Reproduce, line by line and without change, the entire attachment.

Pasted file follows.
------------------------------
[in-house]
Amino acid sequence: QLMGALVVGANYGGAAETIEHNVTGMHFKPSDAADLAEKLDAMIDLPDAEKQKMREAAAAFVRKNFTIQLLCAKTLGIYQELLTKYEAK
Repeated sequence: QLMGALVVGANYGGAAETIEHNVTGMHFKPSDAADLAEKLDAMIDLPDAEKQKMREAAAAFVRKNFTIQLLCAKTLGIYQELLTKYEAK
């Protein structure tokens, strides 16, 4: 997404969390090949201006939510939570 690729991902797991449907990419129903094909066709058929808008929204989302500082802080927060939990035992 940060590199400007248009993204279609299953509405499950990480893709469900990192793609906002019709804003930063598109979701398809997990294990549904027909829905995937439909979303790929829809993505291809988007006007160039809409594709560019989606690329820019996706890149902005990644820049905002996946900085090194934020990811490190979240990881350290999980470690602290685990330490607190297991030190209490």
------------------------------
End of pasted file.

[in-house]
Amino acid sequence: QLMGALVVGANYGGAAETIEHNVTGMHFKPSDAADLAEKLDAMIDLPDAEKQKMREAAAAFVRKNFTIQLLCAKTLGIYQELLTKYEAK
Repeated sequence: QLMGALVVGANYGGAAETIEHNVTGMHFKPSDAADLAEKLDAMIDLPDAEKQKMREAAAAFVRKNFTIQLLCAKTLGIYQELLTKYEAK
């Protein structure tokens, strides 16, 4: 997404969390090949201006939510939570 690729991902797991449907990419129903094909066709058929808008929204989302500082802080927060939990035992 940060590199400007248009993204279609299953509405499950990480893709469900990192793609906002019709804003930063598109979701398809997990294990549904027909829905995937439909979303790929829809993505291809988007006007160039809409594709560019989606690329820019996706890149902005990644820049905002996946900085090194934020990811490190979240990881350290999980470690602290685990330490607190297991030190209490």